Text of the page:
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Stamp Duty on Mixed Use Property


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In this blog post, we will delve into the topic of Stamp Duty Land Tax (SDLT) on mixed-use properties, offering valuable insights for tax advisors and business owners alike. Let’s start with the basics.

Understanding Mixed-Use Properties

Mixed-use properties refer to properties that encompass both residential and non-residential components. These can include combinations such as a flat connected to a shop, doctor’s surgery, or office space.

Essentially, a mixed-use property combines commercial and residential aspects within a single premises. To illustrate, imagine a building with residential flats occupying the upper floors and a bustling coffee shop operating on the ground floor.

An Introduction to SDLT on Mixed-Use Properties

When it comes to purchasing non-residential or mixed-use land or property, Stamp Duty Land Tax (SDLT) is applied to progressively higher portions of the property price, specifically when the payment exceeds £150,000.

It’s important to note that these rates and thresholds may differ for residential properties or in specific circumstances. Therefore, it is recommended to consult the official guidelines or seek professional advice when considering the purchase of non-residential or mixed-use land or property to understand the applicable SDLT rates and thresholds accurately.

SDLT Rates for Mixed Use Property

Determining whether a property qualifies as residential or not is a straightforward “all or nothing” process. You don’t need to worry about dividing the consideration between the residential and non-residential aspects of the property, unless multiple dwellings relief comes into play. In such cases, consideration is limited to the apportioned value allocated to the dwellings.

Where a transaction includes land that is not residential property it is “mixed-use”, so following rates apply:

National Insurance

SDLT Rate 

Upto £150,000


The next £100,000 (the portion from £150,001 to £250,000)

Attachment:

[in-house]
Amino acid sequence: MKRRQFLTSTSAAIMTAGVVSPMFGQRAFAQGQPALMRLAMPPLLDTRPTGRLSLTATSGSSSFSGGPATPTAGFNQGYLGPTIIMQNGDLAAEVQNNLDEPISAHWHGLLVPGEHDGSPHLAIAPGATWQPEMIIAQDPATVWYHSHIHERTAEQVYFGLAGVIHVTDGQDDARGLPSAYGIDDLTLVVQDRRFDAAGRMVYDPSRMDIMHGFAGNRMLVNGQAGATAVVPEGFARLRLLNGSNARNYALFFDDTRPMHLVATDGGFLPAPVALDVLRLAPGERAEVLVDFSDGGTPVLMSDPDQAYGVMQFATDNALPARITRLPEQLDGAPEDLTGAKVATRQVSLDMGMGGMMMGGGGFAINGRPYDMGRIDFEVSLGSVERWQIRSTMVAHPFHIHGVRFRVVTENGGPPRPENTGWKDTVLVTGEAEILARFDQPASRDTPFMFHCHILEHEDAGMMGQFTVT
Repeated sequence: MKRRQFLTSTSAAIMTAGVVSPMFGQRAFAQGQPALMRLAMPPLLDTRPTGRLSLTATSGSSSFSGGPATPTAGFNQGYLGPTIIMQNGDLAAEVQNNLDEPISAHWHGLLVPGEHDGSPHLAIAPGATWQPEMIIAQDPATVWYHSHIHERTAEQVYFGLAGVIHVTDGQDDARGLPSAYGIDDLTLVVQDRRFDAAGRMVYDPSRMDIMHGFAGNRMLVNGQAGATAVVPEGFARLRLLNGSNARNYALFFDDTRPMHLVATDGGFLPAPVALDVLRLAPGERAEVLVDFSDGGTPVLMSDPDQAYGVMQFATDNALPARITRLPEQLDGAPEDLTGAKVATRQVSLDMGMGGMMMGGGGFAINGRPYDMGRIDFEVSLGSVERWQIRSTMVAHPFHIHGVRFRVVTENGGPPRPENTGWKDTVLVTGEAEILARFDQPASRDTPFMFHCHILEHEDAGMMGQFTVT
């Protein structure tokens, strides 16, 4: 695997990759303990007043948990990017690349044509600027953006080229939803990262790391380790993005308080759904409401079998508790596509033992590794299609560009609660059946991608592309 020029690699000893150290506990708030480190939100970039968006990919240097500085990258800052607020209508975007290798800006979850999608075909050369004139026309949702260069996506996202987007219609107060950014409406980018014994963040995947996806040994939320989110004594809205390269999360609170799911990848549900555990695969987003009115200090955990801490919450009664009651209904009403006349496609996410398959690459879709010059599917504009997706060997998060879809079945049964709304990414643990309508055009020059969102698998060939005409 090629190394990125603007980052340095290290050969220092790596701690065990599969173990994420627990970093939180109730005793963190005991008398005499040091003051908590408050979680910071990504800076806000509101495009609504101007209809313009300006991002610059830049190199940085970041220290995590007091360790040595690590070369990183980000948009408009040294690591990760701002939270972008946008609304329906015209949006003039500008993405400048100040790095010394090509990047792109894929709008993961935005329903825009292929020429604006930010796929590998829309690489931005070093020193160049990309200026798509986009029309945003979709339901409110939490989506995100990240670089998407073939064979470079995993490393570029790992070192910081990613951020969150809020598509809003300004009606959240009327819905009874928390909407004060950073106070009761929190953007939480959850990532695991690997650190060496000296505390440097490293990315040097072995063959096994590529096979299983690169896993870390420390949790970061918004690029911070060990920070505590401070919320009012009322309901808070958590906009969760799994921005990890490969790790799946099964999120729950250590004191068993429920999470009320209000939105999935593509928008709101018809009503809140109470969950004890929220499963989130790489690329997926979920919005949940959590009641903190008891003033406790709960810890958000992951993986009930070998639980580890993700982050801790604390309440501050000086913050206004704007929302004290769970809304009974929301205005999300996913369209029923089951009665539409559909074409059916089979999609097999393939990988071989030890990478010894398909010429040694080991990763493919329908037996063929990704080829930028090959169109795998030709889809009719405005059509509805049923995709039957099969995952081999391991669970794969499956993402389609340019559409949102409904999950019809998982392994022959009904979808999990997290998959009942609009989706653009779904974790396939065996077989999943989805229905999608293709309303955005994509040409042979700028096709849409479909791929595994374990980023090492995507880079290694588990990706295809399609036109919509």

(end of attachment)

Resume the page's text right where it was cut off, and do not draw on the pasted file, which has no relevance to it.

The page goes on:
The remaining amount (the portion above £250,000)


HMRC Guidance on Mixed Used Property

HMRC manual  for mixed used property are SDLTM00390 and SDLTM00395. These manuals provide technical guidance but may not offer definitive answers in every case.

How Claims Work for Mixed Use Property

If you are purchasing a mixed-use property, you need to complete the SDLT 1 form, selecting code 2 under “type of property.” Additionally, you must fill out form SDLT4. Detailed instructions on how to complete your Stamp Duty Land Tax SDLT1 return can be found by visiting the HMRC site.

Can I Claim Multiple Dwellings Relief (MDR) on a Mixed-Use Property?

If you have a mixed-use property, you can claim MDR only for the residential part of the transaction. For the non-residential portion, normal non-residential rates apply. It is essential to apportion the consideration between the residential and non-residential portions. For the residential part where MDR applies, the residential SDLT rate must be applied.

You can find detail SDLT rates for different types of properties in our article “Stamp Duty Rates UK 2022/23 & Calculate Your SDLT.”


In conclusion, understanding the Stamp Duty Land Tax (SDLT) on mixed-use properties is crucial for tax advisors and business owners. By grasping the classification of mixed-use properties and the corresponding SDLT rates, you can navigate the tax landscape with confidence.

Remember to consult the HMRC manuals for specific guidance, complete the necessary forms accurately, and consider the eligibility for Multiple Dwellings Relief (MDR) when applicable. Stay informed about the latest SDLT rates and regulations to ensure compliance and make informed financial decisions.

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